Social Change and Nonviolent Civil Resistance – Mr. Amos Oluwatoye
Mr. Oluwatoye started his session by posing a question to the participants asking if one should negotiate with his or her oppressor, after entertaining a few answers from the participants and their reasons, he went on to give his answer as No. He stated that one should not negotiate with his or her oppressor that the oppressor intends to subdue. He went on to say that the response to an oppressor should be nonviolent civil resistance. Mr Oluwatoye further stated the methods of nonviolent resistance which are;
- Methods of Nonviolent Protest and Persuasion
- Methods of Noncooperation
- Methods of Nonviolent Intervention
He also highlighted the principles and philosophy of nonviolent civil resistance as well as the theories of Nonviolent Action.
Mr Oluwatoye ended by stating the significant effectiveness of nonviolent actions in achieving goals compared to violent resistance. He gave instances that emphasize the compelling case for nonviolent strategies as powerful tools for driving positive change.
Organizing Effective Protest and Demonstration – Comrade Hassan Taiwo Soweto
Mr. Soweto started by sharing the news he received while in the training of the arrest of the Nigerian Labour Congress President, Comrade Joe Ajaero in Imo State. He called for his immediate release by the state actors responsible for his arrest. He went further to share his experiences with the EndSARS protest and other protests he was a part of. He also narrated how he had been arrested by the Nigerian police because of his involvement with the protests. He elaborated on the various forms of protests, the components of an effective protest and how to effectively handle protest disruptors, the police and other security agencies as well as the media.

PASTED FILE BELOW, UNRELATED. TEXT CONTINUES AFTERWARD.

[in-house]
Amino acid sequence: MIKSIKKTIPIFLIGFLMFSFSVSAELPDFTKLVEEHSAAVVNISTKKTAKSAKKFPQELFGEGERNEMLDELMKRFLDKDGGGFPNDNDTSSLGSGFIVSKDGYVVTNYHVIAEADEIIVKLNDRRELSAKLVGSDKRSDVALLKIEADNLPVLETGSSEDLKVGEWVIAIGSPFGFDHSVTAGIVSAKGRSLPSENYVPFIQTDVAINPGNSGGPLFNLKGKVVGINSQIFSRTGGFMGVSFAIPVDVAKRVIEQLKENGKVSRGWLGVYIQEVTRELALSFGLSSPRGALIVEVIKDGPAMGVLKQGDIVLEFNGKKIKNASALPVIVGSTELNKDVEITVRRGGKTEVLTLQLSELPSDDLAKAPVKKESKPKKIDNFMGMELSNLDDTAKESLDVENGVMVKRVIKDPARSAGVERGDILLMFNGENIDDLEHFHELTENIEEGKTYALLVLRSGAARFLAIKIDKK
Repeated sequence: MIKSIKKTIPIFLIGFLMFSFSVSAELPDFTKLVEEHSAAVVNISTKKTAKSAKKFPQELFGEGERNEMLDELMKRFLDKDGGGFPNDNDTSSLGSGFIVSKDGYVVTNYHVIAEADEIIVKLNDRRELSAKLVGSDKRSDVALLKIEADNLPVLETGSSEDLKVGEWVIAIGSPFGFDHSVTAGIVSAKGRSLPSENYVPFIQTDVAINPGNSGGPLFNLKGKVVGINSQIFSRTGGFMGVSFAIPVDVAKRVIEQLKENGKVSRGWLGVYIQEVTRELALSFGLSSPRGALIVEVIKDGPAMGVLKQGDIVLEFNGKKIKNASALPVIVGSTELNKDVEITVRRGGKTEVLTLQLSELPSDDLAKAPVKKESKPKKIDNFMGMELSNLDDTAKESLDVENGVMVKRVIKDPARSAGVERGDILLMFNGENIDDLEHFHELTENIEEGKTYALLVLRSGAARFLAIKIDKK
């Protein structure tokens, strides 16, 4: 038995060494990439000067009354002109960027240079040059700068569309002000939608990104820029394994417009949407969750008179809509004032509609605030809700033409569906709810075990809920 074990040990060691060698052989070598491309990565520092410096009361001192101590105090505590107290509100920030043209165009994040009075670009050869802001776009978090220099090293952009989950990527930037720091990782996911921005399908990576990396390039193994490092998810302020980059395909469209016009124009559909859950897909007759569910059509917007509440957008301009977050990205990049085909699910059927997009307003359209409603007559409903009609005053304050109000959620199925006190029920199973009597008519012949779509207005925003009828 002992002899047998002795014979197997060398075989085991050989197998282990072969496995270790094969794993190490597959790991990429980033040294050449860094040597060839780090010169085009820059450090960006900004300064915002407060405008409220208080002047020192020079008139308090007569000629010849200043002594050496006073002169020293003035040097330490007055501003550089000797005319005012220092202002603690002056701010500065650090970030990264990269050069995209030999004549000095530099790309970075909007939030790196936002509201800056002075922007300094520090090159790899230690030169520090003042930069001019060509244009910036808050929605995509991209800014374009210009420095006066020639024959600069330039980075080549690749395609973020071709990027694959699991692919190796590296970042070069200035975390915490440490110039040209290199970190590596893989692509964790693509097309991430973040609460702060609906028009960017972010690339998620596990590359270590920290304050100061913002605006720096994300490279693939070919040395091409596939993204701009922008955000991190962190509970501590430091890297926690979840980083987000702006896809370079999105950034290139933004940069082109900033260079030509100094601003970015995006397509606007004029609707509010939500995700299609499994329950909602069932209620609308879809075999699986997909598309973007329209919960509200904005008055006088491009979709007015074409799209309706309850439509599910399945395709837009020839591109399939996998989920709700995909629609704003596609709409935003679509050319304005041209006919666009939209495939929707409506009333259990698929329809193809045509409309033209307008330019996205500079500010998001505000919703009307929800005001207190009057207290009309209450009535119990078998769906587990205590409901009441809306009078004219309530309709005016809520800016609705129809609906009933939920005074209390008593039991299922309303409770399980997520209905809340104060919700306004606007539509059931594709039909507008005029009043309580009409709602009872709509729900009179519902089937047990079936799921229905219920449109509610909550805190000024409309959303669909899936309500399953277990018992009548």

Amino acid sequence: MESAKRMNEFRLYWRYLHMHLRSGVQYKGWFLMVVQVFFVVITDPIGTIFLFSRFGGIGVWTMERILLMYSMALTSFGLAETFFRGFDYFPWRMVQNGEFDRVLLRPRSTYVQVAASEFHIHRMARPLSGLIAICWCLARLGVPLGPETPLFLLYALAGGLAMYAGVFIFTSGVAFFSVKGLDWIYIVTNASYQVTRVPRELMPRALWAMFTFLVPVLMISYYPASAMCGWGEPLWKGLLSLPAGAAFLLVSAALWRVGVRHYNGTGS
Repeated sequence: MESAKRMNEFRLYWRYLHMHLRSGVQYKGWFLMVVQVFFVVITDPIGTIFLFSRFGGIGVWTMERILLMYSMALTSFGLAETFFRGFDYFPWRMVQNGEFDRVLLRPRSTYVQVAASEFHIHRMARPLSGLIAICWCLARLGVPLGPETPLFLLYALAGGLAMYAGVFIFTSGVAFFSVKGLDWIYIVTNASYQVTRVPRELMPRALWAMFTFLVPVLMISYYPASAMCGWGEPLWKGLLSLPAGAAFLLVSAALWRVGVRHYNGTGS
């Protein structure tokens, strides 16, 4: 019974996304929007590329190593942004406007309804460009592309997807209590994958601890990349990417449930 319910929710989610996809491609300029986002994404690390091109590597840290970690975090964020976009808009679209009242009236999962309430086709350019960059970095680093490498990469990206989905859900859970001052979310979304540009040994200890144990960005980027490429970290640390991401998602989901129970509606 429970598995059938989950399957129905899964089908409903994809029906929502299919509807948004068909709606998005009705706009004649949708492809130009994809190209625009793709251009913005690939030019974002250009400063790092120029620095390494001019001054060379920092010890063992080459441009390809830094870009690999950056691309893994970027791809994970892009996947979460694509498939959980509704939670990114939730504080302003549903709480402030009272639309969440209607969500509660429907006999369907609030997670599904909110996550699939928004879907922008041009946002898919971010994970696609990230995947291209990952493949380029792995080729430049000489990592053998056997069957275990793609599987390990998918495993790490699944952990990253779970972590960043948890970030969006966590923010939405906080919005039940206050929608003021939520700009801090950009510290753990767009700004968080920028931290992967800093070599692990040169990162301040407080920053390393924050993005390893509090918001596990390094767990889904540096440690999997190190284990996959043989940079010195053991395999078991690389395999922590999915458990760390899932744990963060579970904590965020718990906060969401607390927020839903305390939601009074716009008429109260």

Mr. Soweto ended his session by reiterating the power of collective action for a good and just cause.
Questions were asked by the participants, with Mr Micheal, a participant from Niger state asking whether the lack of an independent judiciary is to be blamed for the shrinking of the civic space in Nigeria.
Another participant named Ms. Francisca from Nasarawa State sought to gain more insights on the validity of using some forms of protest like hunger strikes as a means of getting the government’s attention to a cause.
These questions and more were answered by the facilitators using their lived experiences.
The training came to an end with the participants filling out the post-evaluation form in which they expressed satisfaction with the training and shared insights on things they learned. They also gave their recommendations and made their individual and institutional commitments on strategies that they will adopt to improve their community organizing, mobilization and nonviolent civil resistance to drive social change in their communities. This was followed by the closing remarks, lunch, group photographs and departure, with the participants leaving energized from the thought-provoking sessions. Also, participants from the training were inducted into the Youth Protection Network.
Report Written by:
Ijeoma Seraphie Obiedelu
Advocacy Officer, BBFORPEACE